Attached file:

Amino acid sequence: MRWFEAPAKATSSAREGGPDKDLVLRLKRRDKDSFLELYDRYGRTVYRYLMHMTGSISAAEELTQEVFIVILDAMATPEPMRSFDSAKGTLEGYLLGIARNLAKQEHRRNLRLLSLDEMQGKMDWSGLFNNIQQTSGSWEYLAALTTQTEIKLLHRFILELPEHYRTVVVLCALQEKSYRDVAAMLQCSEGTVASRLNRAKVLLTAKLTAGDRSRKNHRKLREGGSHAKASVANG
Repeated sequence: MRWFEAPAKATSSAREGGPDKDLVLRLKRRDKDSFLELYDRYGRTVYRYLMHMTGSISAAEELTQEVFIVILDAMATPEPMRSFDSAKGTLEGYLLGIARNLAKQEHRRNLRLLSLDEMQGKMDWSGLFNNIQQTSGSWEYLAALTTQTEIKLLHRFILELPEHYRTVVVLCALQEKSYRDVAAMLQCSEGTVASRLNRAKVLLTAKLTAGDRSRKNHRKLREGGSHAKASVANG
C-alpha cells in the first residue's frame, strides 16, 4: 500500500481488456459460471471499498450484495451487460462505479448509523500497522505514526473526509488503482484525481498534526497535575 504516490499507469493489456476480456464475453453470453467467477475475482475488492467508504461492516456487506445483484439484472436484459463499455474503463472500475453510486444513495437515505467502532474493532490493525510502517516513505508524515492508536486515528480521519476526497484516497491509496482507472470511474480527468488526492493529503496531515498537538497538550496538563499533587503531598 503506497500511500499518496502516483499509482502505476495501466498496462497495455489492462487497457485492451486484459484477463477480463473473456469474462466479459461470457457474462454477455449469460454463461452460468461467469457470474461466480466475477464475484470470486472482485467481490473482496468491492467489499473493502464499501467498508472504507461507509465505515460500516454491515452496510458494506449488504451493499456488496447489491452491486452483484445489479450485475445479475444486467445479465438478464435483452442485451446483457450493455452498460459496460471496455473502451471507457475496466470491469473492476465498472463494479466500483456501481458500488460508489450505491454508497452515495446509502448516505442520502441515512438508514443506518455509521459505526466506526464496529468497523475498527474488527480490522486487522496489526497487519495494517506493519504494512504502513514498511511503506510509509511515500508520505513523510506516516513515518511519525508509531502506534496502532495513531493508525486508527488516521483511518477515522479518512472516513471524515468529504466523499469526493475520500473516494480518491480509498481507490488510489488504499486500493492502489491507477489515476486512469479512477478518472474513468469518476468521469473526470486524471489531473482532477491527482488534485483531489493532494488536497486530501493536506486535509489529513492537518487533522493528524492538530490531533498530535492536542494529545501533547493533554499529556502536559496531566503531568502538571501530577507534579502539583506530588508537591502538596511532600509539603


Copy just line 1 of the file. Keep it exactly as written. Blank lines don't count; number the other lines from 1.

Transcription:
Amino acid sequence: MRWFEAPAKATSSAREGGPDKDLVLRLKRRDKDSFLELYDRYGRTVYRYLMHMTGSISAAEELTQEVFIVILDAMATPEPMRSFDSAKGTLEGYLLGIARNLAKQEHRRNLRLLSLDEMQGKMDWSGLFNNIQQTSGSWEYLAALTTQTEIKLLHRFILELPEHYRTVVVLCALQEKSYRDVAAMLQCSEGTVASRLNRAKVLLTAKLTAGDRSRKNHRKLREGGSHAKASVANG